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I am recently seeing the Unknown Netowrk Error 59 which saves the full back ups to a file share on some of the servers . The back ups happens at different times.

Ola Halengren scripts are being used currently and the sql server edition used are 2012, 2014 enterprise edition.

I see there are suggestions for to create a DWORD with name ‘Sesstimeout’ and value 360 in HKLM\SYSTEM\CurrentControlSet\Services\lanmanworkstation\parameters.

My question is should we create this on the target server (file share) or the server from where the sql server resides

  • Noted. The back up to the SAN works but sometime fails and the reasons are a mystery to me. The google search only leads me to create a DWORD with name ‘Sesstimeout’ and value 360 in HKLM\SYSTEM\CurrentControlSet\Services\lanmanworkstation\parameters which i am reluctant to do as of now. Thanks – SQL_NoExpert Apr 10 '18 at 14:56
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Aaron's answer provides great advice on how to work around this issue. I thought I'd add an answer to provide some more technical details.

According to Microsoft's err.exe utility, error 59 is defined in winerror.h as: An unexpected network error occurred.

If this was a problem with the session timing out, you would almost certainly be seeing STATUS_NETWORK_SESSION_EXPIRED, which is error 0xC000035C / -1073740964. Microsoft Docs states the resolution to this is:

The client's session has expired; therefore, the client MUST re-authenticate to continue accessing remote resources.

The registry value you mention in your question, HKLM\SYSTEM\CurrentControlSet\Services\lanmanworkstation\parameters, relates to the "lanmanworkstation" Windows service, also known as simply "Workstation" via the services control panel applet. This service is what initiates network connections at the workstation end. Therefore, if you need to modify that registry value, you'd modify it at the client, which in this case is the SQL Server machine. Microsoft Docs for that registry value:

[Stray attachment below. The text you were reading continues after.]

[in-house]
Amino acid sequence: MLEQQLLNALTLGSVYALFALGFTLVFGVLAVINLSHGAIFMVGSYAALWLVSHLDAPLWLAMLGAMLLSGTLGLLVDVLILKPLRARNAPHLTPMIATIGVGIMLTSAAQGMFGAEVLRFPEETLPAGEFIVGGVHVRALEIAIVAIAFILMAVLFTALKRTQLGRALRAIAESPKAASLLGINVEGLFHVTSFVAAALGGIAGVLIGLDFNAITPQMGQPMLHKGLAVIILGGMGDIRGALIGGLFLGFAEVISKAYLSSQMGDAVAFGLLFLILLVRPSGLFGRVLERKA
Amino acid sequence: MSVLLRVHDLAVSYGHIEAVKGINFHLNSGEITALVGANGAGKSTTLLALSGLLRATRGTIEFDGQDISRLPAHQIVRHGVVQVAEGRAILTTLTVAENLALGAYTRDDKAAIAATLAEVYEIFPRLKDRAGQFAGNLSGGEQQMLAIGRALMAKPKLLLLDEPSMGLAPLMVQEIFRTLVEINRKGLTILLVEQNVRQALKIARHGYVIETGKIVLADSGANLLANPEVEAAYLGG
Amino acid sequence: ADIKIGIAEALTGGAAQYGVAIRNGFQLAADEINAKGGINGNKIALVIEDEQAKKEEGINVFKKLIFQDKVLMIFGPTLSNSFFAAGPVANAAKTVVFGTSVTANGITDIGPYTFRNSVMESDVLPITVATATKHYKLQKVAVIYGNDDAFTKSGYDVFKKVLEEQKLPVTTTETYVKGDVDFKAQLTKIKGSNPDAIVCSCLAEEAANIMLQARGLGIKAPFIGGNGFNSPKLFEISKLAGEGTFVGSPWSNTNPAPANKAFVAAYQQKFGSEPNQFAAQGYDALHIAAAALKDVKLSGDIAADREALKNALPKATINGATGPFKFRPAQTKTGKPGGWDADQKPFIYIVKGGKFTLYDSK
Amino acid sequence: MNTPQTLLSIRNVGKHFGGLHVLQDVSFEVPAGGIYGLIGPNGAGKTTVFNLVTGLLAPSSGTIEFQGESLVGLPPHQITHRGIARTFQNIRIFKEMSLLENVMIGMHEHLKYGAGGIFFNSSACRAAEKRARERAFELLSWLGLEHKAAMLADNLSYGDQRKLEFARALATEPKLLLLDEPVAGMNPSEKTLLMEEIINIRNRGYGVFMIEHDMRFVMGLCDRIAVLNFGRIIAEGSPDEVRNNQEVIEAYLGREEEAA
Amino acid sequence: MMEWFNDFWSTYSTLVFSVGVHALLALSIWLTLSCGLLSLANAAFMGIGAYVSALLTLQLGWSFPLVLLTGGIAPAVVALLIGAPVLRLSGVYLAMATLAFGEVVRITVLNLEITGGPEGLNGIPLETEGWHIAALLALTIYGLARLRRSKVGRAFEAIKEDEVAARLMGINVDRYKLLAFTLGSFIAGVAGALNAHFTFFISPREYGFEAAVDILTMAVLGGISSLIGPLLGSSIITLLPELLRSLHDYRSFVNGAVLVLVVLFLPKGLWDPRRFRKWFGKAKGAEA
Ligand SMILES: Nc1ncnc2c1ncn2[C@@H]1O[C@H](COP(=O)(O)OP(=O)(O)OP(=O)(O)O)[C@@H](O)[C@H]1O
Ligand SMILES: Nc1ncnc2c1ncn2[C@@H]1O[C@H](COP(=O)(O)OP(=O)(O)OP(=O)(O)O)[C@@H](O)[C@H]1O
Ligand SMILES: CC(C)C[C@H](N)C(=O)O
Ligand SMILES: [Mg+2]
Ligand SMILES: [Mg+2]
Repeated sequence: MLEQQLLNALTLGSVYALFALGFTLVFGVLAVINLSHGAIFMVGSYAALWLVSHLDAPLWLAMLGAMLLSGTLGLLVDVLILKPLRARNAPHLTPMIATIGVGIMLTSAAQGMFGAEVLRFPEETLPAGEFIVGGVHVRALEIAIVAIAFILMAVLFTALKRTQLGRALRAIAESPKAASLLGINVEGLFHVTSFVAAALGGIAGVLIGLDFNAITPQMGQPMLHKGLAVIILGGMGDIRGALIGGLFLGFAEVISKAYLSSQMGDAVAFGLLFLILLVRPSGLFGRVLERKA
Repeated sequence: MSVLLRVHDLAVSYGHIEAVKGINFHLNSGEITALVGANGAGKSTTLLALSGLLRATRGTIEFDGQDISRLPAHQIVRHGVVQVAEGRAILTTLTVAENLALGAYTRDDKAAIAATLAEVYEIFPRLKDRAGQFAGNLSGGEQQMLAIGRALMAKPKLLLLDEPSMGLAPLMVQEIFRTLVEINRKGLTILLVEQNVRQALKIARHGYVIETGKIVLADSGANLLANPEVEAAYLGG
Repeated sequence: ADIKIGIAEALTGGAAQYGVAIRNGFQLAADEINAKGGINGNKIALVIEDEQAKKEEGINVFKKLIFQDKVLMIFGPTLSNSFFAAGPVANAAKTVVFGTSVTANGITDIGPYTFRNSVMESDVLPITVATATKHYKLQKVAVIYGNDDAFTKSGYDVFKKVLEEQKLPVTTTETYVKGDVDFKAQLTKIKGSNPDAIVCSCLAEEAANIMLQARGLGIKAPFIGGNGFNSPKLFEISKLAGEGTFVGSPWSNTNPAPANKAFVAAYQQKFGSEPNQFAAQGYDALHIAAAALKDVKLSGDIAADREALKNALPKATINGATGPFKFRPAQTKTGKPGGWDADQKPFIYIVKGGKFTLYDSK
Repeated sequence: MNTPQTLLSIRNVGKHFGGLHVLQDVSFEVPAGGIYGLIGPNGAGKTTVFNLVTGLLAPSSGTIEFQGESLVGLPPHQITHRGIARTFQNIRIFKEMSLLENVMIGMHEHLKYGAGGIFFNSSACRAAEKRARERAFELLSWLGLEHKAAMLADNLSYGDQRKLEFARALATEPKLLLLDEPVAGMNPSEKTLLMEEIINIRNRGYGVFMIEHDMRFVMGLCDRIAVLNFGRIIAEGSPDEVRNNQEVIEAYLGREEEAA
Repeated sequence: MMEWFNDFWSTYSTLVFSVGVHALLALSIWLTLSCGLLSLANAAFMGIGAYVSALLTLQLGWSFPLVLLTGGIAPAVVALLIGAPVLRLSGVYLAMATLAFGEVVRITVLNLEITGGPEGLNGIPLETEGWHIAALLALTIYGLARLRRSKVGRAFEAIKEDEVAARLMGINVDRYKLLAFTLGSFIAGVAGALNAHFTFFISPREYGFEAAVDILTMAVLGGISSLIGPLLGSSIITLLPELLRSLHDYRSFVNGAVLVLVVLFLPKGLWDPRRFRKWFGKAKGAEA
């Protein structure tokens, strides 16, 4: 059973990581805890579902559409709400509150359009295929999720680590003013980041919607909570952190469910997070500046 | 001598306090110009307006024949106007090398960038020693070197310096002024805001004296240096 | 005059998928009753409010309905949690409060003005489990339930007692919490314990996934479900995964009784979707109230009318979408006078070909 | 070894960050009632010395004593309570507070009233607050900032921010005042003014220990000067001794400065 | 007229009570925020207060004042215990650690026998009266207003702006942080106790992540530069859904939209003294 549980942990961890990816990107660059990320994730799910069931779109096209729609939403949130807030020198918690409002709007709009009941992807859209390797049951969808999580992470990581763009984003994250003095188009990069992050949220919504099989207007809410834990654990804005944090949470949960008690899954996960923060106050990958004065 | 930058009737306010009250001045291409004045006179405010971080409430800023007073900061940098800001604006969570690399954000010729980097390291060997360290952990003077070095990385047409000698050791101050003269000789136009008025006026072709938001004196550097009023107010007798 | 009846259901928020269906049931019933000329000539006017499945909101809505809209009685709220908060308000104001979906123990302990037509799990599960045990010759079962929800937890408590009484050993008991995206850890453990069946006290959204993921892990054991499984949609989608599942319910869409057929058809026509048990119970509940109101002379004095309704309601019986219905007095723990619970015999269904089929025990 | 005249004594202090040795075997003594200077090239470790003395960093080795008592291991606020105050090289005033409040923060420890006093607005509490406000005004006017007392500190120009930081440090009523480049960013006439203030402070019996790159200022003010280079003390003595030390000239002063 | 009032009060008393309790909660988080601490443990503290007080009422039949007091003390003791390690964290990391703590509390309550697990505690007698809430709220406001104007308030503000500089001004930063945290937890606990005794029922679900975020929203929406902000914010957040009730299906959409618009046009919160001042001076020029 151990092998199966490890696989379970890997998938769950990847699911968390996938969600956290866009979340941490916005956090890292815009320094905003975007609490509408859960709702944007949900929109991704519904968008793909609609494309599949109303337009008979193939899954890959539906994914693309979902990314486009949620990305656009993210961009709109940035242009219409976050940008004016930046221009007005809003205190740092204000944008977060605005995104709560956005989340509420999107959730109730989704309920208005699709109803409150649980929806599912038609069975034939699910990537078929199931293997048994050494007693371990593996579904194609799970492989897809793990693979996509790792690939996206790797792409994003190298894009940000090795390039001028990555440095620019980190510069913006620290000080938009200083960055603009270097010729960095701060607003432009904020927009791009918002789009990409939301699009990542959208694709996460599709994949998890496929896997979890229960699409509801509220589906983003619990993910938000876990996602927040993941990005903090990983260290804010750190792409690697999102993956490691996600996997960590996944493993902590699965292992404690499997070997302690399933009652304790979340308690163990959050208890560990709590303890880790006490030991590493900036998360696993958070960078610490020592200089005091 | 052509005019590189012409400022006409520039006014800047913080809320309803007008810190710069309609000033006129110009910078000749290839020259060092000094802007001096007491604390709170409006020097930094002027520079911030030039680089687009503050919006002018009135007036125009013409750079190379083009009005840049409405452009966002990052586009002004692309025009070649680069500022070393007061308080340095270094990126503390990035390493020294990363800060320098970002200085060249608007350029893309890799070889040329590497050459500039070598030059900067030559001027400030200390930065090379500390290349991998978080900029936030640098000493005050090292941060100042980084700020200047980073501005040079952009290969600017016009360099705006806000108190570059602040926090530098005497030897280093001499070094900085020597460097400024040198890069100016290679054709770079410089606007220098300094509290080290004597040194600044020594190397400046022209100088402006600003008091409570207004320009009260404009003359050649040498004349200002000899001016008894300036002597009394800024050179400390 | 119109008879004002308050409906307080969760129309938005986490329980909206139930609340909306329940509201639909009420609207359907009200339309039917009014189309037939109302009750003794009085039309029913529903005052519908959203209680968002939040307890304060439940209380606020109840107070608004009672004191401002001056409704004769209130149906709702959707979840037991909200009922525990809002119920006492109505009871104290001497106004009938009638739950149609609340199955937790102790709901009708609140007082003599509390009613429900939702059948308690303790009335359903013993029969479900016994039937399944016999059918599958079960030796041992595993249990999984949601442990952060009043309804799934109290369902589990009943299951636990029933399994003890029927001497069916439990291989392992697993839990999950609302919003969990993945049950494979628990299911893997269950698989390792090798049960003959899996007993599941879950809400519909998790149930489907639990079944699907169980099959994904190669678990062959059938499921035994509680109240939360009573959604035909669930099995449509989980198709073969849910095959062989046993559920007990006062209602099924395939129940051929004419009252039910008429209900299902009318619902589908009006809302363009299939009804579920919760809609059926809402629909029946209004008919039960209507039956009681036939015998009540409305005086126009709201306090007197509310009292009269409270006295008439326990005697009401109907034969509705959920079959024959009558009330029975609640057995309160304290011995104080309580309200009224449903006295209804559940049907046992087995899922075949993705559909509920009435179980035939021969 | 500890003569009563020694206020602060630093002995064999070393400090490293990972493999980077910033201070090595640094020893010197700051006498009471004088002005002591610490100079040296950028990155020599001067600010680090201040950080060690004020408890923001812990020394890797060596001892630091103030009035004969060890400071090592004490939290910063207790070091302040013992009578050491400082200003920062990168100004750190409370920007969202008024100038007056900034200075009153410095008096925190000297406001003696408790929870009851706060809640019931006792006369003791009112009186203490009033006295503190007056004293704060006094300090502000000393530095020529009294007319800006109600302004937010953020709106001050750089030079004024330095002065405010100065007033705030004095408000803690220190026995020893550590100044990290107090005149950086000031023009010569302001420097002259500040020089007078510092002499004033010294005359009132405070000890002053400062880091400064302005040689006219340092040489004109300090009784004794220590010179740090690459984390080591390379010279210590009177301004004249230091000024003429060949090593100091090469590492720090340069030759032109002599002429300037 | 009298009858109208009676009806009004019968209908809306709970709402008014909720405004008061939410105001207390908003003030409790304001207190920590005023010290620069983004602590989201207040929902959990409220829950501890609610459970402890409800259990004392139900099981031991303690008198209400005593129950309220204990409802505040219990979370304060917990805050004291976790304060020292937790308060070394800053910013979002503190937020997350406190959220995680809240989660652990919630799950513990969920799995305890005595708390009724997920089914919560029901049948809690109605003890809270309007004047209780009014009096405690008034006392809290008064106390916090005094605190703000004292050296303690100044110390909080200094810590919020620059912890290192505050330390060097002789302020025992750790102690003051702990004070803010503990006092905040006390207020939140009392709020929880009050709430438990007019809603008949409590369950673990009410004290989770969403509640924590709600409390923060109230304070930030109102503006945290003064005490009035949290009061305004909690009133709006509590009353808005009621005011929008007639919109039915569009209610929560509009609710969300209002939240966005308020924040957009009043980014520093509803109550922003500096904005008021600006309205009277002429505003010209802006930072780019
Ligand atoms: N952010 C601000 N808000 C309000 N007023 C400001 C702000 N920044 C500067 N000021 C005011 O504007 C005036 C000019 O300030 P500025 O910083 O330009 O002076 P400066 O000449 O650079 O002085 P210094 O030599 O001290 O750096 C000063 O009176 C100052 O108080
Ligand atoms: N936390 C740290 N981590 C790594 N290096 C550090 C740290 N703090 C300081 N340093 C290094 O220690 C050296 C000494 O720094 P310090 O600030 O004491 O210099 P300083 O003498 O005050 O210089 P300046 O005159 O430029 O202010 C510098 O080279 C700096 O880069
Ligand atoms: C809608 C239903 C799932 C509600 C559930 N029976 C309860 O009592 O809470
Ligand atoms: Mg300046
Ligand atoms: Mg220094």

Determines the duration of the secondary delay used in calculating a time-out value for outstanding operations. If the redirector does not receive a response to an outstanding operation before the resulting time-out expires, it considers the operation to have failed. The value of the SessTimeout entry can be thought of as a margin for error. If there is an unexpected delay, the redirector permits the operation this extra time to complete.

The redirector adds the value of this entry to the expected response time for a server message block (SMB). The resulting time-out is calculated dynamically, and it is approximately equal to:

[(SMB size + Size of data sent or received) / bytes per second] + SessTimeout.

The default value for this setting is 45 seconds, and can be modified in the range of 10 to 65535 seconds.

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If you are having network reliability issues:

  1. speak to your network/SAN team (and/or use a different file share that doesn't exhibit the problem)
  2. Back up the file, temporarily, to the local SQL Server system, assuming there is adequate space. Then copy the backup to the network share, typically using a tool that can resume interrupted transfers, and delete the original when the copy has been confirmed (which usually includes validating that the backup can be restored). If a copy fails, no big deal; you just start the copy again, and you haven't lost anything.

And I agree with Max, this doesn't seem to be something that altering a session timeout will fix; that's kind of like changing a tire when your headlight is out. You might be better prepared for the next pothole, but you're still only driving with one light.

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